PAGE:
City of Paris Dry Goods Co.

City of Paris Dry Goods Co.

The City of Paris Dry Goods Company (later City of Paris) was one of San Francisco's most important department stores from 1850 to 1976, located diagonally opposite Union Square. During mid 20th century it opened a few branches in other cities of the Bay Area. The main San Francisco store was demolished in 1980 after a lengthy preservation fight to build a new Neiman Marcus, although the store's original rotunda and glass dome were preserved and incorporated into the new design.[1]

Motto of the City of Paris



The store's history is rooted in the 1849 California Gold Rush. The company was founded by Felix Verdier in May 1850 when he arrived in the San Francisco Harbor on a chartered ship, the Ville de Paris (City of Paris), loaded with silks, laces, fine wines, champagne, and Cognac. Verdier had previously owned a silk-stocking manufacturer in Nîmes, France. The citizens of San Francisco quickly surrounded the ship with rowboats and purchased all the goods without them ever being unloaded from the ship. Many purchases were made with bags of gold dust. Verdier quickly returned to France and loaded the ship bound for San Francisco arriving in 1851, where he opened a small waterfront store at 152 Kearney Street called the City of Paris. The store's Latin motto (Fluctuat nec mergitur, "It floats and never sinks") was borrowed from the city seal of Paris.

The store's final and best-known location was a Beaux-Arts building designed by architect Clinton Day, built in 1896 on the corner of Geary and Stockton streets across from Union Square.[2]

City of Paris rotunda dome, San Francisco


In the 1940s City of Paris opened a branch in the outlying Vallejo, California, and other locations around the Bay Area.

San Francisco Earthquake

The building was one of the few in the neighborhood to survive the 1906 San Francisco earthquake and ensuing firestorm, although the interior was badly damaged by fire. The interior was redesigned by John Bakewell and Arthur J. Brown after the earthquake, and rebuilt with an opulent central rotunda capped with a stained glass dome.[2] The store reopened in 1909, moving from a temporary location in the Hobart Mansion on Van Ness Avenue. Also in 1909, the store established the tradition of placing a huge Christmas tree in the center of the rotunda, thereafter recognized as the city's official Christmas tree.

The City of Paris maintained a connection with French culture reflected in the store's décor and merchandise. The Verdier Cellars stocked many fine French vintages and was the most extensive wine department of any American department store. At the time of Prohibition, the lower level of the store was redesigned as a French village and named Normandy Lane. This concept was borrowed by the across the street neighbor Macy's California where the store's lower level was similarly transformed and named Macy's Cellar. Macy's Cellar was later installed in other Macy divisions' locations. In 1961 when Julia Child and Simone Beck were promoting their just published Mastering the Art of French Cooking, they spent an entire day at the store doing cooking demonstrations. The bookseller Brentano's opened a branch within the City of Paris store; it became the largest bookstore west of Denver. The City of Paris had multiple branch stores in the San Francisco Bay Area.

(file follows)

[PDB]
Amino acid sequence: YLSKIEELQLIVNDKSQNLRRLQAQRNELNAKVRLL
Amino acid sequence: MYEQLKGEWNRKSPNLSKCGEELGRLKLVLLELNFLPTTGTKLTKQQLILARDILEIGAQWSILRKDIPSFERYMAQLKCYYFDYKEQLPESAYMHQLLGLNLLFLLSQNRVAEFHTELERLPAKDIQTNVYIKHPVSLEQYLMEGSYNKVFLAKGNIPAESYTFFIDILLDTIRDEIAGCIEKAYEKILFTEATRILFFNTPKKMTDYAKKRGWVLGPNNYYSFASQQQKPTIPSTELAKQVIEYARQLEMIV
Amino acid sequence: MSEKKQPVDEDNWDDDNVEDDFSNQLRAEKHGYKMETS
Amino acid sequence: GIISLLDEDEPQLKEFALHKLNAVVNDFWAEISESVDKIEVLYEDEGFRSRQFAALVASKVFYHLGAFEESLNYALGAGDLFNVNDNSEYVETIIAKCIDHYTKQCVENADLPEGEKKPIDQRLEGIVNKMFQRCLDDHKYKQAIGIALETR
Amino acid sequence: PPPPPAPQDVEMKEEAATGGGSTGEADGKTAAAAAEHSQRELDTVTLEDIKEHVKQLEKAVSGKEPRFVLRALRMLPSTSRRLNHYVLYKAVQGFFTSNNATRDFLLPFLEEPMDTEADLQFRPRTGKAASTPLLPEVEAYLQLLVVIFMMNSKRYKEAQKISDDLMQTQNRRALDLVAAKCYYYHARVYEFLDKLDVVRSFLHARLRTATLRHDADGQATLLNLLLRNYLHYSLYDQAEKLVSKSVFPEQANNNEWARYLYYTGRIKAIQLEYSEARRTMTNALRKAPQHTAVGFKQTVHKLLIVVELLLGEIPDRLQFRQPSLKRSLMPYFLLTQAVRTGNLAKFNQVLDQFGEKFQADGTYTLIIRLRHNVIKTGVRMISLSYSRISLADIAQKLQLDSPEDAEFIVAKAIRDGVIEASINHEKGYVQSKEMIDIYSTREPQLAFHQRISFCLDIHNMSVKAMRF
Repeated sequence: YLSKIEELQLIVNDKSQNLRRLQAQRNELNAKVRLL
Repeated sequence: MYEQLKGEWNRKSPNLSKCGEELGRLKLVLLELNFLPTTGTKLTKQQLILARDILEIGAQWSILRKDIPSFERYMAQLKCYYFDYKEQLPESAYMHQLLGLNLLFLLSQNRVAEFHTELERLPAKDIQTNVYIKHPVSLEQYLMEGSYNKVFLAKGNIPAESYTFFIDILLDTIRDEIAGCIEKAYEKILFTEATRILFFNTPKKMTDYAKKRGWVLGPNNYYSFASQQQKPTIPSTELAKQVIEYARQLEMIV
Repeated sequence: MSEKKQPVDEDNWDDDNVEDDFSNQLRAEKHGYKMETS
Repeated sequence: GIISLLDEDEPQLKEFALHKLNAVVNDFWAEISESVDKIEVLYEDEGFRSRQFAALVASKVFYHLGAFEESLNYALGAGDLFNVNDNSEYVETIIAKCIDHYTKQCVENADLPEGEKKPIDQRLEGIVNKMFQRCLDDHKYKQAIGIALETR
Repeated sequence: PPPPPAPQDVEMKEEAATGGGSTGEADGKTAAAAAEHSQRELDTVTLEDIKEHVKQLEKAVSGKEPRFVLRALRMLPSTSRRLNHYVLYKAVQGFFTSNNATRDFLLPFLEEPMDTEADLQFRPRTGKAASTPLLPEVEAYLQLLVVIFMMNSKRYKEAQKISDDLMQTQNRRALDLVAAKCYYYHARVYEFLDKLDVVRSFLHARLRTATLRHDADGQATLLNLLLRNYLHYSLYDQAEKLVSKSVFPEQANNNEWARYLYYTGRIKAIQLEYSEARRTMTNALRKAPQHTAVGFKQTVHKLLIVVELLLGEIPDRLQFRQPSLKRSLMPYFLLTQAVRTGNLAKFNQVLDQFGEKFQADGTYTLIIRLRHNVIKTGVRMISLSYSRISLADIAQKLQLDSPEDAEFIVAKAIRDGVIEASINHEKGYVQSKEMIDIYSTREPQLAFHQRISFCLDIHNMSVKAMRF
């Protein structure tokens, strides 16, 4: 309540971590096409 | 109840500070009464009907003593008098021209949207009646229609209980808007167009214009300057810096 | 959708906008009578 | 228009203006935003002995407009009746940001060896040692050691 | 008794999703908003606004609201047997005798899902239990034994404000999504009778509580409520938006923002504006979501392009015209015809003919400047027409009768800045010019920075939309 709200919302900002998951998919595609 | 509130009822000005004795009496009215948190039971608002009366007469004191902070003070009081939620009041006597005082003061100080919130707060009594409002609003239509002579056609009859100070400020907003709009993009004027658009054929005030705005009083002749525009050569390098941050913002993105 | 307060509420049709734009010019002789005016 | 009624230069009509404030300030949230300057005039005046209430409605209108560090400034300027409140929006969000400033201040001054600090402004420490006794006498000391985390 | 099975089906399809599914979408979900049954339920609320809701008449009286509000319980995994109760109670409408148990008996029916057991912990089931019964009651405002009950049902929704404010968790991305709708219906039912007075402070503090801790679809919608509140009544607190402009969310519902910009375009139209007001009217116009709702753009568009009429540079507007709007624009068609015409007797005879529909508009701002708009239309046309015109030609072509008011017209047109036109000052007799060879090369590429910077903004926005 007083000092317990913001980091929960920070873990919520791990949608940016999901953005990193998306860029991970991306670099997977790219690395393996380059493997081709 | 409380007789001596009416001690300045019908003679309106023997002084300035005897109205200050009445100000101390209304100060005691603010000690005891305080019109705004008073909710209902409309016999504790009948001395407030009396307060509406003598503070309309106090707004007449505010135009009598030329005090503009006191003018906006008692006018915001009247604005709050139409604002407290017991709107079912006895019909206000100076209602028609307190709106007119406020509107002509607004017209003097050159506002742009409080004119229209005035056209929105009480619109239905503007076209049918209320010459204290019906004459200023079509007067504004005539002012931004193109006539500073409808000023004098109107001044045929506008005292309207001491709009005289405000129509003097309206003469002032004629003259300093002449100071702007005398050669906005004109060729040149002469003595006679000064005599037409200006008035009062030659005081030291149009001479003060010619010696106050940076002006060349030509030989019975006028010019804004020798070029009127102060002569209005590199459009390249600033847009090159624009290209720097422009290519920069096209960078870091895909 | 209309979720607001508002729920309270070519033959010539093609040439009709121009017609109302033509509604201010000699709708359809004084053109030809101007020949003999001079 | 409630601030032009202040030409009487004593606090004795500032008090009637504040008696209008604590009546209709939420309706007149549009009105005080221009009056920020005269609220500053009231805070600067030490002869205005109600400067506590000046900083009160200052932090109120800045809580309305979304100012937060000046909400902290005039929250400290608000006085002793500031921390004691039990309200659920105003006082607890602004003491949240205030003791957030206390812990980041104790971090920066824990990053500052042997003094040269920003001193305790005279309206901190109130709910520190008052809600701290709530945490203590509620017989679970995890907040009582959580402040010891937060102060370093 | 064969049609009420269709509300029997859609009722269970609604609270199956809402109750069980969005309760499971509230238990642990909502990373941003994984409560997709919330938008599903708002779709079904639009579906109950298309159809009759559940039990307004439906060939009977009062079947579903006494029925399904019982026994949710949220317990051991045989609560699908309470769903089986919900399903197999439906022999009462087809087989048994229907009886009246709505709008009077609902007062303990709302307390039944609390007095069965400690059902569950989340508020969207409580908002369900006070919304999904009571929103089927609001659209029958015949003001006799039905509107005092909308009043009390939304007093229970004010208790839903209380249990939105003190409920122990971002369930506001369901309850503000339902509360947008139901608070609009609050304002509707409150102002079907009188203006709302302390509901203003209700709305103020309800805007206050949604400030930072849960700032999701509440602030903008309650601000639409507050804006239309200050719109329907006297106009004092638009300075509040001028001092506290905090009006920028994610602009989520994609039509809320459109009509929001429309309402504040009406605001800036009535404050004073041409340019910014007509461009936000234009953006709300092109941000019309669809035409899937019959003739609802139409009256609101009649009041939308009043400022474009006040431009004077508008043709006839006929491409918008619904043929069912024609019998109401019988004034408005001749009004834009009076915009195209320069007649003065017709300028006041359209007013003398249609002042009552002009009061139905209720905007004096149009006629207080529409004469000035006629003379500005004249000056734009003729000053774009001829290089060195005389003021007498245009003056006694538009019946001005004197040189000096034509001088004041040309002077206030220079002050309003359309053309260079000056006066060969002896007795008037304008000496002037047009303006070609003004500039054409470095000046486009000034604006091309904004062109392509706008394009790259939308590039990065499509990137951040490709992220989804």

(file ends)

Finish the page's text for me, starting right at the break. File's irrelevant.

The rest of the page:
The City of Paris remained under the ownership and management of the Verdier family until it closed in March 1972. The store was not bankrupt, but it was losing money. The store building was purchased by Liberty House (Hawaii) and reopened as Liberty House at the City of Paris. Liberty House built a new store at Stockton and O’Farrell streets closing the City of Paris building in 1974 and selling the site to Neiman Marcus. Neiman Marcus' announcement that it planned to demolish the old building to build a flagship department store of its own on the site set off a protracted preservation campaign.[1] Despite being listed on the National Register of Historical Places, as a California Historical Landmark, 66,000 gathered signatures of citizens who wanted the building preserved, and various legal challenges the building was demolished in 1981. The new building, designed by postmodernist architect Phillip Johnson, was often disparaged by architecture critics,[1] but over time has become popular with tourists and locals. The architectural centerpiece of the building is the original rotunda and stained glass skylight under a glass dome, preserved and moved to the corner of the building that faces Union Square. The old atrium is sheathed inside a modern glass wall, encircled on the top floor by a restaurant.[1]



  • Birmingham, Nan Tilson, Store, copyright 1978, ISBN 0-399-11899-3
  • Hendrickson, Robert, The Grand Emporiums, copyright 1980, ISBN 0-8128-6092-6
  • Wilson, Carol Green, Gump's Treasure Trade, copyright 1949
  • Child, Julia, My Life in France, copyright 2006, page 233, ISBN 1-4000-4346-8
  • Mahoney, John & Sloane, Leonard, The Great Merchants, copyright 1966, page 142
  • Powell, Edith Hopps, San Francisco's Heritage in Art Glass, copyright 1976, ISBN 0-87564-013-3
  • Whitaker, Jan, Service and Style, copyright 2006, ISBN 0-312-32635-1
  • Reilly, Philip J.,Old Masters of Retailing, copyright 1966

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